Some of my absolute favourite winery restaurant lunch experiences are –

  • Leeuwin Estate – A personal favourite. Love love love Leeuwin. Does feel like downtown Singapore some days though as this restaurant seem to be on the ‘spreadsheet’ 😉 https://leeuwinestate.com.au
  • Vasse Felix – It’s been around like since forever. Really. It’s the first winery in the region. And one of the best restaurants. The Tom Cullity Cabernet is worth every cent. https://www.vassefelix.com.au
  • Voyager Estate – hands down the best degustation experience. Go the full five course experience and completely write the afternoon off.
  • Best of the rest ….. Wills Domain, Rustico, Amelia Park, Xanadu

 

My advice is to ship as much wine home as your budget allows!   It is VERY cost effective to ship to Singapore. Most wineries will have a special Singapore price. There will be no Australian Tax, there’s also usually a case discount and very reasonable freight fee around $150 AUD. Then all you do is pay the Singapore bottle tax when they are delivered. Around $9 SGD per bottle. The trick here is not to buy the cheap stuff because you pay the SGD tax no matter the value, and try and avoid the super expensive stuff because there are equally as good quality wines in the region at half the price! For example Juniper Estate, Fraser Gallop Estate, McHenry Hohnen.

Tonight, after a few glasses of wine, remember to stick your head outside and look up. On a clear night it looks like someone painted the sky with twinkles. Mind blowing. Can’t get that in a big city.

 

Day 4:

Start your morning with a walk along one of the region’s beautiful beaches. Ask your hotel which beaches are closest to you. Mid-week you will often find yourself sharing a whole strip of white sand with just a seagull or two for company. Beachcombing awesomeness.

Once you have worked up an appetite, it’s time for breaky. There are plenty of cafes in Margaret River town to choose from or, if you don’t mind something a little out of the way, visit the locals’ favourites: Blue Ginger café on Station Rd or the White Elephant Café at Gnarabup Beach.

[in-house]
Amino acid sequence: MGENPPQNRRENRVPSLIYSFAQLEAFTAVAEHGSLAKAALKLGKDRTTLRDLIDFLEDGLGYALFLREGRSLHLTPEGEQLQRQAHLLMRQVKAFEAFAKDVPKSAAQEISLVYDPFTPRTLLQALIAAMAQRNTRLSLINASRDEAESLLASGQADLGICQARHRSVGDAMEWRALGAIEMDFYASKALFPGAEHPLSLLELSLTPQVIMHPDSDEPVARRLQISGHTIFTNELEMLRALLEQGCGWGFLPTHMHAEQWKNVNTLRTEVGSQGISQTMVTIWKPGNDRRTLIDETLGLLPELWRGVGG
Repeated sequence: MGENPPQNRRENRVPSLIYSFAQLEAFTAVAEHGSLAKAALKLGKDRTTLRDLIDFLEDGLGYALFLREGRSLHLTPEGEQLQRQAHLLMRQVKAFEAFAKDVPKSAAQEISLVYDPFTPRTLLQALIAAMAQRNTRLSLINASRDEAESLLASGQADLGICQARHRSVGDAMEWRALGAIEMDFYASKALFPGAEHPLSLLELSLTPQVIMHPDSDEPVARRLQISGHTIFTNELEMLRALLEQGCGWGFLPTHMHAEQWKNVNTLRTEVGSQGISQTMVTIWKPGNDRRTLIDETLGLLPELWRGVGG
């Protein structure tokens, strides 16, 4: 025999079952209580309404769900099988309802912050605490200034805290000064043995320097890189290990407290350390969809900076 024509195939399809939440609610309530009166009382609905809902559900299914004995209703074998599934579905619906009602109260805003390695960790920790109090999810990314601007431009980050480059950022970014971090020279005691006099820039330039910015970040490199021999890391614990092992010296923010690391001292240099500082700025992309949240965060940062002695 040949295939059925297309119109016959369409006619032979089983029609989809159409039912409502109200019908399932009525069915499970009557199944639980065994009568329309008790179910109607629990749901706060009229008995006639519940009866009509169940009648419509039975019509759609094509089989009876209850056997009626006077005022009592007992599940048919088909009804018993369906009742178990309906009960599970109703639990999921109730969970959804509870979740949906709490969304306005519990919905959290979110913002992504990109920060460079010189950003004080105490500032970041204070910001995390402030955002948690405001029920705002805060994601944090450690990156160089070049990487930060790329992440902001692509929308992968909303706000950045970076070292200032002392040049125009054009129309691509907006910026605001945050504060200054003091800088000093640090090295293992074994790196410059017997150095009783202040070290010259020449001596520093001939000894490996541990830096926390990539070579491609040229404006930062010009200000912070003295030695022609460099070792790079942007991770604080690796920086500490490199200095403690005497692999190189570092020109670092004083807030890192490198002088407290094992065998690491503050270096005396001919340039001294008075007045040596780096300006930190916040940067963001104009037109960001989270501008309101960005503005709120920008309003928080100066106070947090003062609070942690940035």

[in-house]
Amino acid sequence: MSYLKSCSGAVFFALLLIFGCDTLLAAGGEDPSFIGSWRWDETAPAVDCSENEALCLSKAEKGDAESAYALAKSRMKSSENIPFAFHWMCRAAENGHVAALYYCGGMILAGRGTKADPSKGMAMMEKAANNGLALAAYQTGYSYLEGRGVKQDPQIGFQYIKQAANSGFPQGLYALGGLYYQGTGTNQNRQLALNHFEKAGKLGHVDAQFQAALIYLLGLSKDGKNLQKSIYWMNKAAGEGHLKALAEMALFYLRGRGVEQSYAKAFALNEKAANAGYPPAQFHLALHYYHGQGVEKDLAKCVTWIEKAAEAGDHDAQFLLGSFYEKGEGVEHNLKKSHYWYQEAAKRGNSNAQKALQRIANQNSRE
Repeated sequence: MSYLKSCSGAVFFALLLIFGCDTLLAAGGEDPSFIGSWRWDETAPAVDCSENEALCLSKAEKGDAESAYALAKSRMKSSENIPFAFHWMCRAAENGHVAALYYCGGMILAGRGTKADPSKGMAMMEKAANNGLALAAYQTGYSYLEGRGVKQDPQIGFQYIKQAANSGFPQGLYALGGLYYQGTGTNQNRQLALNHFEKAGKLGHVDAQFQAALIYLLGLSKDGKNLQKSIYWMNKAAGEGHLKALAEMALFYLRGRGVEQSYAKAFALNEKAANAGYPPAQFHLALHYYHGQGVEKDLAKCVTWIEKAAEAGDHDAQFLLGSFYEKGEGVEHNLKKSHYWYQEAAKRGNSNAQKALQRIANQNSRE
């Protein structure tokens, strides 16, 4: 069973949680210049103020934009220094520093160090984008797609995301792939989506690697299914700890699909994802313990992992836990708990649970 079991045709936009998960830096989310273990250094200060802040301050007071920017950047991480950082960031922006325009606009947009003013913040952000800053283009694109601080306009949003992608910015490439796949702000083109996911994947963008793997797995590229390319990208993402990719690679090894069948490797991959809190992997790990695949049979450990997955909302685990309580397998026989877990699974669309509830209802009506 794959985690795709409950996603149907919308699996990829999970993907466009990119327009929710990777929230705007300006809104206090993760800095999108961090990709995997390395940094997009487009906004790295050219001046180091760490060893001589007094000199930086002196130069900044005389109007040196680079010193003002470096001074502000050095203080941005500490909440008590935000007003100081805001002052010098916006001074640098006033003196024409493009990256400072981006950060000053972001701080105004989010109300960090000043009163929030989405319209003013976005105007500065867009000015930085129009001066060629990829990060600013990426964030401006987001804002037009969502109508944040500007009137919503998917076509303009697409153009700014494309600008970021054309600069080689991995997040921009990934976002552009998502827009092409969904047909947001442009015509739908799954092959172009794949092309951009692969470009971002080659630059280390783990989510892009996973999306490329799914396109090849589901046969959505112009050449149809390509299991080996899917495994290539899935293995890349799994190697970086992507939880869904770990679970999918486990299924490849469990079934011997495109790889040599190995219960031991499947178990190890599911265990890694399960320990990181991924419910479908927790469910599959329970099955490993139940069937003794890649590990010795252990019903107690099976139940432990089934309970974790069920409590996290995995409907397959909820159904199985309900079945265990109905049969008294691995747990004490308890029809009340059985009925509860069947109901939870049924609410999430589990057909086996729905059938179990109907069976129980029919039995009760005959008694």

Today’s itinerary takes you into the deep south of the cape, exploring caves, magical forests and early settlements-turned-seaside holiday hamlets. You are going to be driving on Caves Rd and you need to her very very very careful and alert to Kangaroos and the occasional Emu crossing in front of you. If it happens, try and slow down, but whatever you do, don’t swerve! ….. if you have no other option just hit them, but don’t swerve.  The roadside is pea gravel and you’ll lose control and hit a tree. And remember you’re on holiday so no need to speed.

Head south on Caves Rd, passing some of the region’s public caves including Calgardup, Mammoth and Lake Cave. About 2km after Lake Cave you will take a sweeping left-hand bend and be faced with the quintessential south-west image of Boranup Forest. There are no signs – but you will know instantly that you have arrived. There is a parking area on the left from where you can explore and a lookout from where you can safely take photos.

Once you have captured the forest from every possible camera lens, leave the parking area and again drive south. Just round the corner is the Boranup Café and Gallery. The café is a very worthwhile stop if you have already worked up another appetite but you should definitely take the time to peruse the art in the gallery. Local artists of all types exhibit here, including woodworkers, painters and sculptors. Exquisite local timber furniture is the highlight.

Leaving the gallery continue south again on Caves Road and follow the signs to Hamelin Bay to see the famous stingrays and the remaining timbers of the milling-era jetty which regularly feature in tour brochures for the region. At the beach, the rays are best seen to the left of the boat ramp, and are easiest to watch when the waves are low and the water clear. Be careful not to stand on them as they are real Stingrays, but you can walk among them in the water.